We went through fields and into the outskirts and what looked like slums to me, but where I suspect most Cambodians live rather than in the city of Phnom Penh. Soon there were few motorized vehicles of any form in sight. Then I realized that we were the only automobile on the road. I probably saw two other cars during the rest of our drive. Otherwise there were a few cattle and carts and people on bikes and motorcycles. The “road” had become an elevated strip of red earth and our surroundings had transformed into scenes of green hillsides in the distance and vast green rice fields.

We drove into shanty communities. On both sides of the road were shacks and simple, beaten down Mom and Pop businesses weathered by time and use. There was a beverage stand, a local barber, food stalls, and makeshift stands which consisted of foldable tables displaying trinkets, fruit or clothing for sale in yard sale fashion. As I looked around, I noticed that many foreigners had opted to ride on the back of motorbikes or to rent bicycles to get around. I had the sense that the people who lived in these communities were entrenched in their lives, more than just miles away, worlds away from Phnom Penh. I wondered how frequently, or if ever some of them ventured into Phnom Penh. I didn’t see many automobiles around these parts. Even when I was in Phonm Penh it didn’t seem as though many people owned cars. Most of the locals seemed to get around on motorbikes.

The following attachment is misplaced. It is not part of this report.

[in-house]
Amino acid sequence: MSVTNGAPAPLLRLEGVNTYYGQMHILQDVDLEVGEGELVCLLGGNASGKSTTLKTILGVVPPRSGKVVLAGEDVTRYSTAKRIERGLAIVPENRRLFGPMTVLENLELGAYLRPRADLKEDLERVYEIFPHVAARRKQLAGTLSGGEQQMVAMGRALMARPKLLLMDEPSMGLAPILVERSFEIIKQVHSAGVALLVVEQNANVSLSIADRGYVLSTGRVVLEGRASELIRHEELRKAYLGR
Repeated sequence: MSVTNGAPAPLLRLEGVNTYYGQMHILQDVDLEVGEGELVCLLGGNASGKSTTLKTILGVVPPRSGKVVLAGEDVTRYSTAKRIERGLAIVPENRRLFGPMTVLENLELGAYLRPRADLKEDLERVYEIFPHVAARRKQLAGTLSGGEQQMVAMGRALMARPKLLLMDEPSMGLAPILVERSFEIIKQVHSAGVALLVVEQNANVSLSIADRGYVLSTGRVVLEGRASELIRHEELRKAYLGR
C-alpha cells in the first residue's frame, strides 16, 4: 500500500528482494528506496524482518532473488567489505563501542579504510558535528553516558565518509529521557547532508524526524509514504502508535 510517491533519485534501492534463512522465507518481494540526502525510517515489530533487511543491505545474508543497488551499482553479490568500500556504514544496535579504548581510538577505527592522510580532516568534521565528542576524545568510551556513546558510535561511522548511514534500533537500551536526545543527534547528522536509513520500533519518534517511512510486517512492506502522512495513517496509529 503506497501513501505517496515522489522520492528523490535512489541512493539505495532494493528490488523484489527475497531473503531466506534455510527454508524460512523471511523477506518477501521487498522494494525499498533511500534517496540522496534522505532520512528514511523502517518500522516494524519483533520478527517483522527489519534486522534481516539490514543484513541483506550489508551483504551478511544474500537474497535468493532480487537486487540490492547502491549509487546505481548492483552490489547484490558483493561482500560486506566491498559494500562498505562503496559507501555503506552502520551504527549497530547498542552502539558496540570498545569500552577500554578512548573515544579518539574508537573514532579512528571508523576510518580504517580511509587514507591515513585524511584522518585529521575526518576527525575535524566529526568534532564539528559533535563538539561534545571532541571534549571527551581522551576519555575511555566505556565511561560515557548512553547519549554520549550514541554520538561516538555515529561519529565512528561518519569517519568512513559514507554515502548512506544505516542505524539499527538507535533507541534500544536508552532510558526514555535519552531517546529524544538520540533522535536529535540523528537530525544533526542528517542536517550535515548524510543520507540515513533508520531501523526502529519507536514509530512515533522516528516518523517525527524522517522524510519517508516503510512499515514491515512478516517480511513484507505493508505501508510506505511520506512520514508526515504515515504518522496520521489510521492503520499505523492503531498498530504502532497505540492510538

The one hour of travel time that Mr. Ni had estimated, apparently wasn’t due to traffic jams. Soon the “road” became an obstacle course, the previous day’s rain had washed away much of the “road” leaving puddles and potholes, Mr. Ni told me. The road was barely wide enough to accommodate two automobiles; Mr. Ni used the entire width to weave around the puddles and potholes.

He drove in a stop and crawl fashion, ebbing towards our destination. When my driver dropped his speed to 10km/hr and fastened his seatbelt, I mentally prepared myself for the bumpier and longer than anticipated ride ahead. It was quite rocky ride; it was as though we were constantly going over speed bumps, all the while, I was trying to record my observations my diary and my notes are an almost completely in coherent mass of scribbles.

“Now I see why you drive a jeep.” I quipped. I was glad that I had decided to hire a car for the day.

Along the way, I made Mr. Ni stop a few times so that I could snap shots of the pristine farmlands, hillsides and farm animals. Each time I exited the jeep, Mr. Ni promptly came round to open the door for me. It embarrassed me and I felt like a spectacle. It was so plainly obvious that I was a lone foreigner being chauffeured around town. More than a few times I noticed curious onlookers- a family or group of locals huddled a few feet away catching a glimpse of the person being chauffeured around in the black jeep. I felt the weight of stares and saw the cocked heads of locals on motorbikes as they drove by rubbernecking for a glimpse. And I wonder what they made of me- an Asian woman who looked much like them, but so clearly a tourist.